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You've got to break things to make things.
Facebook’s motto is “Move fast and break things”. Outside of the industry, it is common to misinterpret this motto as a simple conjunction from people who like to watch the world burn.
Basically: “1. Move fast; 2. Break things”.
But no. That’s actually not what it means. Implied in the motto is an understanding that there is necessarily a tradeoff between velocity and risk/reliability. Facebook’s motto is taking a position on that tradeoff: “Move fast, therefore be ok with breaking things” or (even more accurately) “Prioritise moving fast over not breaking things”. Somehow not quite as catchy…
One problem with the Facebook formulation is that it doesn’t specify quite how broken it is OK for things to be. It is not the case at Facebook (and never was) that it was OK for the service to be constantly egregiously broken. Indeed, Facebook has always been a reasonably well-built and stable product.
So how do we decide how broken is too broken?
The Error Budget
For that, we turn to a concept from Site Reliability Engineering.
The excellent “SRE Book” from Google introduces the concept of error budgets for software services. The error budget of a service is simply the quantity of errors that is agreed to be acceptable. The error budget is intrinsically linked to a service’s SLO, but framing it in terms of a budget speaks directly to the tension between moving fast and breaking things:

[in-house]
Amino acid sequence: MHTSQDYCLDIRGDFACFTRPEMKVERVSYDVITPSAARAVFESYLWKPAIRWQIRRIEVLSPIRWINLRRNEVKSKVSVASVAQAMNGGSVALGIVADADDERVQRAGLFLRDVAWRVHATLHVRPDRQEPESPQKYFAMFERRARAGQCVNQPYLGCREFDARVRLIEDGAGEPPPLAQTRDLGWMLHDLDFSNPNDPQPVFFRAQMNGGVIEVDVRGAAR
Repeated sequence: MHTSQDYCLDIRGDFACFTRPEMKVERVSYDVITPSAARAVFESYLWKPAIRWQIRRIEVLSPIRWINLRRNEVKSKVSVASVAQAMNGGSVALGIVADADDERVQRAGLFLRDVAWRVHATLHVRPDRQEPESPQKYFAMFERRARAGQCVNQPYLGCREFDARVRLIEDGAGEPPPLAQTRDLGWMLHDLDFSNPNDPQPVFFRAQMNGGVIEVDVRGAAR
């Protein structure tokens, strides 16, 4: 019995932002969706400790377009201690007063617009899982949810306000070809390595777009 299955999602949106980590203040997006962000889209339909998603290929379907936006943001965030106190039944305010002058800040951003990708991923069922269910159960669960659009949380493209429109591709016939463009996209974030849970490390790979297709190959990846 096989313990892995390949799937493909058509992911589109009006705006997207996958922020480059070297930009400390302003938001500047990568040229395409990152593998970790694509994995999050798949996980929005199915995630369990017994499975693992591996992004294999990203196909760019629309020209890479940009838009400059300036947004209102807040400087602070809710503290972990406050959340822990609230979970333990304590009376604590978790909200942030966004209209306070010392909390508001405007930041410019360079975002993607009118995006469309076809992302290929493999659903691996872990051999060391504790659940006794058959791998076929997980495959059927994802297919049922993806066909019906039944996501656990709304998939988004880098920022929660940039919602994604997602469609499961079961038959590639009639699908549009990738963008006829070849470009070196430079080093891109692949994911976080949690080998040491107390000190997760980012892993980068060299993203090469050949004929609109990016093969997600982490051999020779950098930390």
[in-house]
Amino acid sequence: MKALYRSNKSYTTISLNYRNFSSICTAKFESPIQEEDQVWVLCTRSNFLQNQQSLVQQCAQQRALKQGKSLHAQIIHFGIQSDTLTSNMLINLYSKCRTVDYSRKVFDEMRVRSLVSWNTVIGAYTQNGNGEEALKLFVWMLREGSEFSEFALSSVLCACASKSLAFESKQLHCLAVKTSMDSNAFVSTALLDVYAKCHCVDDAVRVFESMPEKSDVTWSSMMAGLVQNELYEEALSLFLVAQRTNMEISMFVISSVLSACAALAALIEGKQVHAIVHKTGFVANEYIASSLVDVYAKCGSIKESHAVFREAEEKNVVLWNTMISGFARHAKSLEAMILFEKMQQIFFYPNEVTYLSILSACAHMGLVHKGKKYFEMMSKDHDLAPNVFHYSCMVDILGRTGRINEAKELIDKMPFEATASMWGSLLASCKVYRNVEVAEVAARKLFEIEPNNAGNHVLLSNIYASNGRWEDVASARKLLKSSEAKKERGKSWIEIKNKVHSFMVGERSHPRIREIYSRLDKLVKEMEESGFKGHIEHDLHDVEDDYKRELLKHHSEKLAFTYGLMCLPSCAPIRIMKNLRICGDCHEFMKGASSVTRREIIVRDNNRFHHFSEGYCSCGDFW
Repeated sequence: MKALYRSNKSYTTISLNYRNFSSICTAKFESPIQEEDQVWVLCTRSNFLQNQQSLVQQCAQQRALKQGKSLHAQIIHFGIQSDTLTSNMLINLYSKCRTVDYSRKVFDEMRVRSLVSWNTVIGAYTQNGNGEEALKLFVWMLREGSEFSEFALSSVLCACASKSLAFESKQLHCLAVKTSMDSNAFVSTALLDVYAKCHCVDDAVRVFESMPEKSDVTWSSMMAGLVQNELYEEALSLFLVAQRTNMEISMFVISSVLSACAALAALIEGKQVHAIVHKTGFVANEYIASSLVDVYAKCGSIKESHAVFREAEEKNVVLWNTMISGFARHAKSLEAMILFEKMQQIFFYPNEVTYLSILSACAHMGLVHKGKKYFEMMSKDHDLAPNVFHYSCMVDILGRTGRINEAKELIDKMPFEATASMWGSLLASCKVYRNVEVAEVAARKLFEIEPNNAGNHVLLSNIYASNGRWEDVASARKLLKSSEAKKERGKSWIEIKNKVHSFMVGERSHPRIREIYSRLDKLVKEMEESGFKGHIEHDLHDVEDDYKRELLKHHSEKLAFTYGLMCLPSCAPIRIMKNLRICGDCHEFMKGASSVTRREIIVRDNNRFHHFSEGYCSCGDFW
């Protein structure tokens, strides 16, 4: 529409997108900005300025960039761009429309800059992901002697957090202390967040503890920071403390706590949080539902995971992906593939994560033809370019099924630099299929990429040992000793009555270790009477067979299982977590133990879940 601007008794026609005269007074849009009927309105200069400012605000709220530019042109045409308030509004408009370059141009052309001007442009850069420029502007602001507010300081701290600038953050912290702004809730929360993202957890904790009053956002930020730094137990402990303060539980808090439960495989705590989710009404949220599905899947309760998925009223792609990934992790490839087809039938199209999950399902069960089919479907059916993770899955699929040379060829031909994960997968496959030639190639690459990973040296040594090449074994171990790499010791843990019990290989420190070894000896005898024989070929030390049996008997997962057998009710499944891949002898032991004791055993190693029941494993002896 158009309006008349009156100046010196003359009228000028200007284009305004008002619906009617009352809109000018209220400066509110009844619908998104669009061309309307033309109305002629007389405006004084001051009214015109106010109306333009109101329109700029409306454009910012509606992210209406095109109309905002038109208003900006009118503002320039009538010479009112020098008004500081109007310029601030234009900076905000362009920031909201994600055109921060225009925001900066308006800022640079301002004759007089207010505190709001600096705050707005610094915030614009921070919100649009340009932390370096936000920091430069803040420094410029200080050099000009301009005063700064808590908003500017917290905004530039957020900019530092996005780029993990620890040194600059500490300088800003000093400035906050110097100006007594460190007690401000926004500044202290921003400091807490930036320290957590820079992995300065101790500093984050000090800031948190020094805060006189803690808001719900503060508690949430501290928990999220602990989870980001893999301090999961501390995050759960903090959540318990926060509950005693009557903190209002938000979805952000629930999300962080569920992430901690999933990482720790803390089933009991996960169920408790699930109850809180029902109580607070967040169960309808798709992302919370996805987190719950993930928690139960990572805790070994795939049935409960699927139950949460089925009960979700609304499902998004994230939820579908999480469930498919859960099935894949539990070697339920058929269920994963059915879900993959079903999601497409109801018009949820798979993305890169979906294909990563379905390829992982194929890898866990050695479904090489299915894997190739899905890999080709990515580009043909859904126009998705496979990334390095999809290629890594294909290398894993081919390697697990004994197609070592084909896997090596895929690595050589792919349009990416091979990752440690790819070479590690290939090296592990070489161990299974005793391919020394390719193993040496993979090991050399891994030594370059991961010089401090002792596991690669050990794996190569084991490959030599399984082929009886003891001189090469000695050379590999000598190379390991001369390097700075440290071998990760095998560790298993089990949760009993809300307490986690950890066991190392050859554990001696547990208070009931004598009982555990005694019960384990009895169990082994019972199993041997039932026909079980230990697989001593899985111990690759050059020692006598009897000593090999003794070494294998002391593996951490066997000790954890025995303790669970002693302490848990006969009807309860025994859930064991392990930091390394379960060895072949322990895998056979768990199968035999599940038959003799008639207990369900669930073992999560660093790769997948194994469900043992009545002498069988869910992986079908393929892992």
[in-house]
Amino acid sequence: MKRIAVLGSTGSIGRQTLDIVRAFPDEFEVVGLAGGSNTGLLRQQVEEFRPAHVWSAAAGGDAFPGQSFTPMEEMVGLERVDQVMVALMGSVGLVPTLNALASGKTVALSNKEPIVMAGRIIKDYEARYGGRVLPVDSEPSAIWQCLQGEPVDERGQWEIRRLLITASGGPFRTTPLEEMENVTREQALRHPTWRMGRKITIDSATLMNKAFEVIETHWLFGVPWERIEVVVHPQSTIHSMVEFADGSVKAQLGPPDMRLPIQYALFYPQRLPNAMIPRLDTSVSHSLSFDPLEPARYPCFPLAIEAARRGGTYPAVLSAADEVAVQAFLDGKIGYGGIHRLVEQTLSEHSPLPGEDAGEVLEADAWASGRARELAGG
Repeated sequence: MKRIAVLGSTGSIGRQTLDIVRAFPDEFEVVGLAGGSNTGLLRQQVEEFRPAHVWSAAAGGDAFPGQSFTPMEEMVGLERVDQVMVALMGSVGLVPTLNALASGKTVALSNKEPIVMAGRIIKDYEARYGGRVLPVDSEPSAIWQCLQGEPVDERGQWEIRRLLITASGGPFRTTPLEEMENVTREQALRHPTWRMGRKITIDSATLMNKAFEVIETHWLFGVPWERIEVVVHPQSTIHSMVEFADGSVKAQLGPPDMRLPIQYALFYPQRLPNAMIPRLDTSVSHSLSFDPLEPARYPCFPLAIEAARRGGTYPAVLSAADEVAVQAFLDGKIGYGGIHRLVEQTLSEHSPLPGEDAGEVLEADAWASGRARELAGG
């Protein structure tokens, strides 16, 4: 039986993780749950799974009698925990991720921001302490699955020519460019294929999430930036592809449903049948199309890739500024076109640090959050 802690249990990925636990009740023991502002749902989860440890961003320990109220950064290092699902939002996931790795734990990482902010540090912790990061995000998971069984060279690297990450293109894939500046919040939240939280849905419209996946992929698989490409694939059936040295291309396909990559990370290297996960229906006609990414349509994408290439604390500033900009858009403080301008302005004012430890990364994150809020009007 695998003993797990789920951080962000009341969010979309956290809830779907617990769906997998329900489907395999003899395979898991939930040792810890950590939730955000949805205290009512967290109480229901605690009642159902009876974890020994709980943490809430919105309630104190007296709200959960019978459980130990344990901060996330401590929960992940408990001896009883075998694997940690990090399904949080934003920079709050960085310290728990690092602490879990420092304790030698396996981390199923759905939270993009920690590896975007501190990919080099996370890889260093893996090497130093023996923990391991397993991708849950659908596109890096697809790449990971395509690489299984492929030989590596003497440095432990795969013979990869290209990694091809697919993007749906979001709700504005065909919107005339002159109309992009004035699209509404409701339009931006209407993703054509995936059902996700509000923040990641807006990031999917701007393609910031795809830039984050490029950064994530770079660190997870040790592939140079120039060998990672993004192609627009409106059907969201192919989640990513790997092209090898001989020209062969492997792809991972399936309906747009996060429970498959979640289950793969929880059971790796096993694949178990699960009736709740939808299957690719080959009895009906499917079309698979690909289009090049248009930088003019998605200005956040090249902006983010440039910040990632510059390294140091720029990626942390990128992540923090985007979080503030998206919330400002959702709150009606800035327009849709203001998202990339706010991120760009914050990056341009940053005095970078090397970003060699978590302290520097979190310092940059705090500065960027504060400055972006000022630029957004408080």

Product development performance is largely evaluated on product velocity, which creates an incentive to push new code as quickly as possible. Meanwhile, SRE performance is (unsurprisingly) evaluated based upon reliability of a service, which implies an incentive to push back against a high rate of change.
In other words, there is a direct tradeoff between how fast a software product changes, and how reliable that product is from a technical operations perspective. Error budgets are designed to allow that tradeoff to be formalised and negotiated:
The error budget provides a clear, objective metric that determines how unreliable the service is allowed to be within a single quarter. This metric removes the politics from negotiations between the SREs and the product developers when deciding how much risk to allow.
Basically, the error budget is a formal allowance for how often things are allowed to go wrong. If you exceed that budget, you’ve screwed up (and you need to slow down).
Note that it is the intention of an error budget that it be fully (or nearly fully) spent. If a service is coming in month after month well below its error budget, the implication is that the product velocity could be higher, to the benefit of users and the business. In other words, you should be moving faster.
The Fuckup Budget
“This is how much you are allowed to break things.”
I love the concept of error budgeting, and feel that it has applicability well beyond the operational metrics.
On the surface, it feels good for everything to be going smoothly. But is it actually a good thing? In many cases, it means that you have moved more slowly than you could have.
For any organisation, at any stage, there is value in being intentional about how much breakage is ok in service of making progress: in other words, a “Fuckup Budget”.
How many customers is it ok to let down? What defect rate is tolerable? How many bugs is too many? What percentage of bad hires can you efficiently deal with?
If you are like most people, there is a temptation to answer “None. Zero. None. Zero.” But pursuit of perfection leads to extreme caution and ultimately to stasis. So stop, and think about what actual amount of fuckups is OK in the context of what you’re trying to achieve. Set that number, write it down. And then try to reach that number! Remember, if you’re not spending your Fuckup Budget then you could be moving faster.
Happy moving fast! And don’t sweat the breaks.
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